Thursday, November 24, 2005

The Pysicist's Bill of Rights[author unknown]

We hold these postulates to be intuitively obvious, that all physicists are born equal, to a first approximation, and are endowed by their creator with certain discrete privileges, among them a mean rest life, n degrees of freedom, and the following rights which are invariant under all linear transformations:

  1. To approximate all problems to ideal cases.
  2. To use order of magnitude calculations whenever deemed necessary (i.e. whenever one can get away with it).
  3. To use the rigorous method of "squinting" for solving problems more complex than the addition of positive real integers.
  4. To dismiss all functions which diverge as "nasty" and "unphysical".
  5. To invoke the uncertainty principle when confronted by confused mathematicians, chemists, engineers, psychologists, dramatists, and other lower scientists.
  6. When pressed by non-physicists for an explanation of (4) to mumble in a sneering tone of voice something about physically naive mathematicians.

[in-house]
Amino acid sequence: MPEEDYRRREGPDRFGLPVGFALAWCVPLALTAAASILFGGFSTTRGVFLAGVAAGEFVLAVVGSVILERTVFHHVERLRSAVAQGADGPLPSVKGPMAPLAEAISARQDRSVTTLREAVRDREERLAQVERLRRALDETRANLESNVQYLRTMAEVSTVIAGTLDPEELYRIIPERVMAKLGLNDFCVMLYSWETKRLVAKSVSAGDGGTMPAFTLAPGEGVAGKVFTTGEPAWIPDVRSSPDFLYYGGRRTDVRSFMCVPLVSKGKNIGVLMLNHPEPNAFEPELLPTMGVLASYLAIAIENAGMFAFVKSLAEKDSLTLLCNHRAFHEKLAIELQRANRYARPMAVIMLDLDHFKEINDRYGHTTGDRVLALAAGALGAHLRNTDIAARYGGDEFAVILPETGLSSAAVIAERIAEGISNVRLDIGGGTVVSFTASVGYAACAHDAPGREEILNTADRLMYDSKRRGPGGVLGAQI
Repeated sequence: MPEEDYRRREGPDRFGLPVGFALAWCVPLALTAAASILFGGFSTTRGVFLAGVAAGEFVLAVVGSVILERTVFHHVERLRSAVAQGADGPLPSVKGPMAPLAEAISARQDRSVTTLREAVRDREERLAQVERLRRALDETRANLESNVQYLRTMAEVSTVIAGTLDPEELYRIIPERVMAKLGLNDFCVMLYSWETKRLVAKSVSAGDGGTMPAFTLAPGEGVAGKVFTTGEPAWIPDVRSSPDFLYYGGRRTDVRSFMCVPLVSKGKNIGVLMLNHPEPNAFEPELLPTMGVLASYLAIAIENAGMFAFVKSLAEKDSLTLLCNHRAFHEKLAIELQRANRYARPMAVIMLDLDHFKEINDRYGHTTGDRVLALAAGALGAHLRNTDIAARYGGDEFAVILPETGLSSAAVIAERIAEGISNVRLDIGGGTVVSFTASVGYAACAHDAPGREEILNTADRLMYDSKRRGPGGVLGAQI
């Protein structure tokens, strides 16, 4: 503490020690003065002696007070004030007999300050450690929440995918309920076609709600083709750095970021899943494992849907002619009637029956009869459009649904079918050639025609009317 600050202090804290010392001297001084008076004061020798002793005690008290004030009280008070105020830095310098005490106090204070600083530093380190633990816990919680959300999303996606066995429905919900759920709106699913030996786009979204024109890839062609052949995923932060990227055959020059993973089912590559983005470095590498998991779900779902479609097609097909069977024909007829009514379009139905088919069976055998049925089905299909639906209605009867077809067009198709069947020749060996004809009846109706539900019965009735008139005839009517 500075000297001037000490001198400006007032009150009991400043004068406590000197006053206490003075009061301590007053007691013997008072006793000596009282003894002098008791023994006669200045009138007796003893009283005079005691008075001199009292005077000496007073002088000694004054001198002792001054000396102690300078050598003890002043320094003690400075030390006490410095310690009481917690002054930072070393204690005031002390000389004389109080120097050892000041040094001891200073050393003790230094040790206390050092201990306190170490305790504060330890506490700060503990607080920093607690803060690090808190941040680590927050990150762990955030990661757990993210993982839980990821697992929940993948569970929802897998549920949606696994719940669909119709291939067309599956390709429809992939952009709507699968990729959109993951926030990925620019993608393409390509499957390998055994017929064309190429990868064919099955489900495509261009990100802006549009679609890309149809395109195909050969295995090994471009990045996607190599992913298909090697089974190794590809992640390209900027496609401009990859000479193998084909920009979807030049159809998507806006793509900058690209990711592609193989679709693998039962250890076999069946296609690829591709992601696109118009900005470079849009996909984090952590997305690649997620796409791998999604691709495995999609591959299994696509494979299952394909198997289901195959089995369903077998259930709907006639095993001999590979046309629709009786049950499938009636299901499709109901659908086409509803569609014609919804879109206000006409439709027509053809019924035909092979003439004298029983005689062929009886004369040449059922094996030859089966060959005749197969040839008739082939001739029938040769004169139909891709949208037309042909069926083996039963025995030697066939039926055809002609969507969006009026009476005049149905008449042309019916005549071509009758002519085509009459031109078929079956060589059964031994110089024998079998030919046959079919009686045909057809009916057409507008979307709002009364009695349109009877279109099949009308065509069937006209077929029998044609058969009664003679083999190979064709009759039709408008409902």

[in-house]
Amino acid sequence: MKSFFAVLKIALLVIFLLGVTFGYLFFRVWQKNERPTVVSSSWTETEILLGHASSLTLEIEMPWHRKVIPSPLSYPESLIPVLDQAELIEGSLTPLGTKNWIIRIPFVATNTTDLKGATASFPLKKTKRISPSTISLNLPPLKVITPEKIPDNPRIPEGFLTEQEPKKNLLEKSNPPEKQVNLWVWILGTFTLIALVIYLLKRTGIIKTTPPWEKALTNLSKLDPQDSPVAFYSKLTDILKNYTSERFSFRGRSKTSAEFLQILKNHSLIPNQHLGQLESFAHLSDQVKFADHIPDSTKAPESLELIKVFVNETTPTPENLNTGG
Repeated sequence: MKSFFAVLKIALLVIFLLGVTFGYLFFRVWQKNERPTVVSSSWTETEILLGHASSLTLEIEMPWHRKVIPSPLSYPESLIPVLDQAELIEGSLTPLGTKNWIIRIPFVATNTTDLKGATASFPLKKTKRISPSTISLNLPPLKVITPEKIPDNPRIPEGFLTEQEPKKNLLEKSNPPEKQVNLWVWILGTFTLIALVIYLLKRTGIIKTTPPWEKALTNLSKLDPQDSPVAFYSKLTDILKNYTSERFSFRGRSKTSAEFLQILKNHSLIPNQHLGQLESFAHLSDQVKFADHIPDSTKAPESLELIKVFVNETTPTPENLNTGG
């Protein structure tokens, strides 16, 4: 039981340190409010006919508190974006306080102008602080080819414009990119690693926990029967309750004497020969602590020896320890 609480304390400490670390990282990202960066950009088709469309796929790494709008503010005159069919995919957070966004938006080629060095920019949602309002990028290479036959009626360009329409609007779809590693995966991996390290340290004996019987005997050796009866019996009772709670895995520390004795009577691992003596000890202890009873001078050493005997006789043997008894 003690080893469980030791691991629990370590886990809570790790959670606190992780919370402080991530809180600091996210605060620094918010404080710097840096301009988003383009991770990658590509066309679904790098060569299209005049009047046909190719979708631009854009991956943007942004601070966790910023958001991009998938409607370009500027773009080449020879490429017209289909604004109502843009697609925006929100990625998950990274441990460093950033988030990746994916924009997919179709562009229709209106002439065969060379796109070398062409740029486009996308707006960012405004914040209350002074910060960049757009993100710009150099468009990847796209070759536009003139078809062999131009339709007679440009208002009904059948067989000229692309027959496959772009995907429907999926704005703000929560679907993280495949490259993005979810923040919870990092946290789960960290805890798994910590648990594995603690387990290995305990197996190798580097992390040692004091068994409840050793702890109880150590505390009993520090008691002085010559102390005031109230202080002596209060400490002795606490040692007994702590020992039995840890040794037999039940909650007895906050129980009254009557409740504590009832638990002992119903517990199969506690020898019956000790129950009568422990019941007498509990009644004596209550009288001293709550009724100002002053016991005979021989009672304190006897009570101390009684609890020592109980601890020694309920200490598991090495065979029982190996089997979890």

7. To equate two sides of an equation which are dimensionally inconsistent, with a suitable comment to the effect of, "Well, we are interested in the order of magnitude anyway".
  8. To the extensive use of "bastard notations" where conventional mathematics will not work.
  9. To invent fictitious forces to delude the general public.
  10. To justify shaky reasoning on the basis that it gives the right answer.
  11. To cleverly choose convenient initial conditions, using the principle of general triviality.
  12. To use plausible arguments in place of proofs, and thenceforth refer to these arguments as proofs.
  13. To take on faith any principle which seems right but cannot be proved.

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